Starting in late 2014, Kieffer | Starlite subcontracted with CannonDesign to begin a multi-year collaboration for ProHealth Care. The healthcare organization was partnering with the Univ. of Wisconsin to open a joint cancer center, where the design concept was honed. In 2015, Kieffer | Starlite created signage for more than a dozen ProHealth clinics, followed by a revamp of three hospitals in the western Milwaukee suburbs.


There was one primary sticking point with the client, McCarthy said: “You really have to be very clear and concise. We went back and forth on the wayfinding.” Today’s aesthetic is a mix of providing as much information as possible and the desire to do so in a clean, sleek way.


According to Andreasson, the best designers go beyond wayfinding: “The international design trend is to make [a hospital] more like a comfortable hotel. We have seen a bit of a move away from endless over-signed places. Any facility that’s been there for a length of time tends to accumulate years of modification and changes that are done somewhat ad hoc. A lot of the hospitals try to keep a comprehensive design theme through the entire program.” That means streamlined designs that guide visitors efficiently, not overwhelming, tell-all designs.

Healthcare execs are realizing what their peers in retail and hospitality have long known: It’s all about aesthetics. In hospitals, that means minimizing anxiety and clutter, as with reader boards that are functional, not flashy. “They don’t want it to be garish, but they see the need,” McCarthy said. He’s even been selling electronic message centers for outdoor signage that promotes such fashionable offerings as cooking classes and wellness programs.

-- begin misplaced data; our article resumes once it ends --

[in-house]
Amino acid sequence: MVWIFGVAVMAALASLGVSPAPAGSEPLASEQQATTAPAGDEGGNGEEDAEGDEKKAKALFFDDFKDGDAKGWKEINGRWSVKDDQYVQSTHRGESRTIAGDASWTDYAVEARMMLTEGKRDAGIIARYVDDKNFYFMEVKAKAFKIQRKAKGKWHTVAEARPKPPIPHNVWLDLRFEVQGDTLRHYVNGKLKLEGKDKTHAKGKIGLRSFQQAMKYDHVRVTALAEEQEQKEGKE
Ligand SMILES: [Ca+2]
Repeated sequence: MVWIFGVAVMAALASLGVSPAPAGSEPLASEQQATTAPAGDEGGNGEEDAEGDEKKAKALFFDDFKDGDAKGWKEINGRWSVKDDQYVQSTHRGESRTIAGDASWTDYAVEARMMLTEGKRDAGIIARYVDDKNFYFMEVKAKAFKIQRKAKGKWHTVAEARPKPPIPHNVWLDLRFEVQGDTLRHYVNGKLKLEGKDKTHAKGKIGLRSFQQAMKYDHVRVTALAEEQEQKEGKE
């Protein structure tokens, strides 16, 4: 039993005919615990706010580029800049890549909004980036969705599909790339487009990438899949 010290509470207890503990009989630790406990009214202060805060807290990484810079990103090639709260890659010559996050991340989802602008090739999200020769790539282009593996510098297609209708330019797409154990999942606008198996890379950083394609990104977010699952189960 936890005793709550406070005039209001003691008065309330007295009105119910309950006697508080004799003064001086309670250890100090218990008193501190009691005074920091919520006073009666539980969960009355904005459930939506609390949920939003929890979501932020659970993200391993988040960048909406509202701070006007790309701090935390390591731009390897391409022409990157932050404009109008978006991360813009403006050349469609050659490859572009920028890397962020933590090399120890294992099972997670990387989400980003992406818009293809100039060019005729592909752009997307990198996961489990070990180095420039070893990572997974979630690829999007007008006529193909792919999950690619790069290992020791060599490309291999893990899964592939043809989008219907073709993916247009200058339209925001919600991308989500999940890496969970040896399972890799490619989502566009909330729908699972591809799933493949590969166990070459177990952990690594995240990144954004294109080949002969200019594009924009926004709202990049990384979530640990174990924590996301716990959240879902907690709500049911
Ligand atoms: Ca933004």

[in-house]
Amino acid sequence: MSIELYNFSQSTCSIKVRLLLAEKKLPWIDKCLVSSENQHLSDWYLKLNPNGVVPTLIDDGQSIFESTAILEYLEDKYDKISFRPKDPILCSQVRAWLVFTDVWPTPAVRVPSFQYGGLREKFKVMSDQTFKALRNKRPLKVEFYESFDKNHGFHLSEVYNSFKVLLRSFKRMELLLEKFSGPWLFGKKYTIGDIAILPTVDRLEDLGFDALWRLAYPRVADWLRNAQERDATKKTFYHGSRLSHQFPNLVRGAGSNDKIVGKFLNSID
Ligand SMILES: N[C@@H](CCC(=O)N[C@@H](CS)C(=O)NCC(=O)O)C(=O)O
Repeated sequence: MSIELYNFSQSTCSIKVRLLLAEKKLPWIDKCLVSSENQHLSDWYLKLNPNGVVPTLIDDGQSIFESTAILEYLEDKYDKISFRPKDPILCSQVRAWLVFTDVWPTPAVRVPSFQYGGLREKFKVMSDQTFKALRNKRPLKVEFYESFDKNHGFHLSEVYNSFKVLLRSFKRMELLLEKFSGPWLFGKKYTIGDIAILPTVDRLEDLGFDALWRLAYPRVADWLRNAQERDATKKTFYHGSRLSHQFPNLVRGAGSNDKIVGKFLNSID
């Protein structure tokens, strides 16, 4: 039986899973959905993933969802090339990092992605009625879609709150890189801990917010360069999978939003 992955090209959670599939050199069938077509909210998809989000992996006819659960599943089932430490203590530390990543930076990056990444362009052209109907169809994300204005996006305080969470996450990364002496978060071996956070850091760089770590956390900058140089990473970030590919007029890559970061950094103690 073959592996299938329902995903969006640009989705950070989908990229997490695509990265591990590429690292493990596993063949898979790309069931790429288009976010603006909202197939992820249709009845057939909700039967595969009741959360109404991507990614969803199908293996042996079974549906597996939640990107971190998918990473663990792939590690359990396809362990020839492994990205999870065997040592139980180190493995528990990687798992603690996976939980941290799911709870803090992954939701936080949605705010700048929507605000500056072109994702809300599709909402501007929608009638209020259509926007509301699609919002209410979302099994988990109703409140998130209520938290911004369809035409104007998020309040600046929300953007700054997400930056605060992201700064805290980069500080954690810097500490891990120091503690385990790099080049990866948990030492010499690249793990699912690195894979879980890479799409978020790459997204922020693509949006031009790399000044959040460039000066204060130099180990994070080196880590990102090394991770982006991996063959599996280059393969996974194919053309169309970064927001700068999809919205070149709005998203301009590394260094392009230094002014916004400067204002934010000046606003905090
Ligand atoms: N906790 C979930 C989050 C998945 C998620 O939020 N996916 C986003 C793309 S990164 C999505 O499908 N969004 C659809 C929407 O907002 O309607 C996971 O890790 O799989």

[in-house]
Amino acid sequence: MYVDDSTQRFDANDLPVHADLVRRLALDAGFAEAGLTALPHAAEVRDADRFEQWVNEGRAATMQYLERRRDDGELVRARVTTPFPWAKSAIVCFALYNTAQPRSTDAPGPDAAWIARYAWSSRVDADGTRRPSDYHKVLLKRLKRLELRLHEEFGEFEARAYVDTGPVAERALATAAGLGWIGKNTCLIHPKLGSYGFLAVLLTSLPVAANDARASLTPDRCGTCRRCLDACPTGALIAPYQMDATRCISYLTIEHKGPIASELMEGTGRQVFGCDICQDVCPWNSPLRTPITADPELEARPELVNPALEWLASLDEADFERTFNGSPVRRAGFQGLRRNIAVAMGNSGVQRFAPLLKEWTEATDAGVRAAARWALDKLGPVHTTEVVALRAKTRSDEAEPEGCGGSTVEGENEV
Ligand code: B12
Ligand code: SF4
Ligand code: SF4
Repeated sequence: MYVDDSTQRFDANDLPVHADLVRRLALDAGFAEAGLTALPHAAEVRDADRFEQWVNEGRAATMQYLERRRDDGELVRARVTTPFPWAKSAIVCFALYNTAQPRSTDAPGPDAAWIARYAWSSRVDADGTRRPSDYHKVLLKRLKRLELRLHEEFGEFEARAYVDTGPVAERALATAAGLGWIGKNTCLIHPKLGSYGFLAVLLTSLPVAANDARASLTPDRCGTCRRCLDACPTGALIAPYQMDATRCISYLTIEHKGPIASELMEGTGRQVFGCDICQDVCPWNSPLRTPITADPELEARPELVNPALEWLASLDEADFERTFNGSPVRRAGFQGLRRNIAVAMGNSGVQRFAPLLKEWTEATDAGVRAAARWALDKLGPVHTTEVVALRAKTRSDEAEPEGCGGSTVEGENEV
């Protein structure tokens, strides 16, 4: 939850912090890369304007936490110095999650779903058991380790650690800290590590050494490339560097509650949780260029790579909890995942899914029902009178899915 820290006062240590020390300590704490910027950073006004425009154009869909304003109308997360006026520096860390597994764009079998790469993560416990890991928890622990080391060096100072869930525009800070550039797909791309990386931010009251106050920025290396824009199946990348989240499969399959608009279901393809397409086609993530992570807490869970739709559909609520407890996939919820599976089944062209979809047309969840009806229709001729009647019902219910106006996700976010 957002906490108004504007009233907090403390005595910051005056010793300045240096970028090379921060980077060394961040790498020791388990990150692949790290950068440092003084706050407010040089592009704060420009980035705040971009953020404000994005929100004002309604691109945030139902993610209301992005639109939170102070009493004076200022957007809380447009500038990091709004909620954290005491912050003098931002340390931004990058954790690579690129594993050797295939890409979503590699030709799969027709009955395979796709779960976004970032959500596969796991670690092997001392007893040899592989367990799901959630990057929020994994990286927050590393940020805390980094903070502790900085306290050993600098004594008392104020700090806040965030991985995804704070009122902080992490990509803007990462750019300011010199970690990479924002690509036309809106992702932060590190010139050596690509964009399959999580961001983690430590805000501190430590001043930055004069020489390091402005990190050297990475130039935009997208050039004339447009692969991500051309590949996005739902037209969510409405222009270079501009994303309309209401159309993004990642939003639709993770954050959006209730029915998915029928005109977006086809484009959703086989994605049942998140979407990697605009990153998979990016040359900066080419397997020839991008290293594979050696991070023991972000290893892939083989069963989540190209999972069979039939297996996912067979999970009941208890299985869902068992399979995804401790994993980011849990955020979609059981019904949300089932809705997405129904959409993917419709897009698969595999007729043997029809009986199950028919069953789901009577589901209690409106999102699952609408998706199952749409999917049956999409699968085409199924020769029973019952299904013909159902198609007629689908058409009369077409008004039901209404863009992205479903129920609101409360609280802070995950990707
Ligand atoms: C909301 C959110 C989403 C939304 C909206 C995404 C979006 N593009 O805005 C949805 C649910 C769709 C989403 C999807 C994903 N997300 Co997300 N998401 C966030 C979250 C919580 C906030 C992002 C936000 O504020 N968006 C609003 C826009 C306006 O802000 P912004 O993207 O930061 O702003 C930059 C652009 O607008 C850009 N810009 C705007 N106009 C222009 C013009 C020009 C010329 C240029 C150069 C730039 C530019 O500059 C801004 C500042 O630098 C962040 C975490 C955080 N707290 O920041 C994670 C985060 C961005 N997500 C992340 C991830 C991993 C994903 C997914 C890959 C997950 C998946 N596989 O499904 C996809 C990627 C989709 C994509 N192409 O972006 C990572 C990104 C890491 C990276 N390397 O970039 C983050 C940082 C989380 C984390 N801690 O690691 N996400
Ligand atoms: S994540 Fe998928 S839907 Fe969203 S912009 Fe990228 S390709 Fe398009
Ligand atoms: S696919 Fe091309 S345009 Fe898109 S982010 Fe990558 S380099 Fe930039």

Plus, an increasingly tech-savvy population gravitates to touchscreens that help with wayfinding and even play. Children’s hospitals have been on the forefront, Andreasson said, citing color-changing walls and large-scale digital prints. “The whole thrust of this is to make these environments more relaxing, inviting and interactive.”


The truth about the future is that it’s not in the hands of national sign companies alone. Some, like Kieffer | Starlite, don’t yet offer a top-to-bottom service. And, per McCarthy, it’s unlikely anyone truly does. He believes his competitors specialize in external or internal work – then subcontract to others: “You can’t be good at both; you really can’t. All that ADA sign stuff is really specialized and any company that is doing the interior stuff is not doing exteriors,” he said.

Yet, Andreasson said his company prefers to do it all. There’s evidence he’s fairly successful, too; DCL boasts 40 healthcare clients, about a dozen of which are current. His words for smaller shops are clear: “I wouldn’t look to healthcare if profit margins are shrinking elsewhere. Healthcare is one of the most cost-conscious groups out there.” These projects can sink a shop that funnels its resources into an all-consuming job, adding installers only to fire them months later. He thought Howard’s approach – getting on the vendor list, starting small – made sense. The trick is not to overextend yourself, which can lead to feast-or-famine finances.


“So often with these, you’re really only as good as your last project,” Andreasson said. “They need to do the job and finish it successfully to have that accumulated knowledge to leverage into new opportunities.” And Ed Davies, multi-media marketing manager for Kieffer | Starlite added this advice: “Don’t put all your eggs in one basket in retail; there’s a lot more out there.” So true.

As for Howard, our interview reminded her she never did figure out who did the original signage. She’s still determined to find out.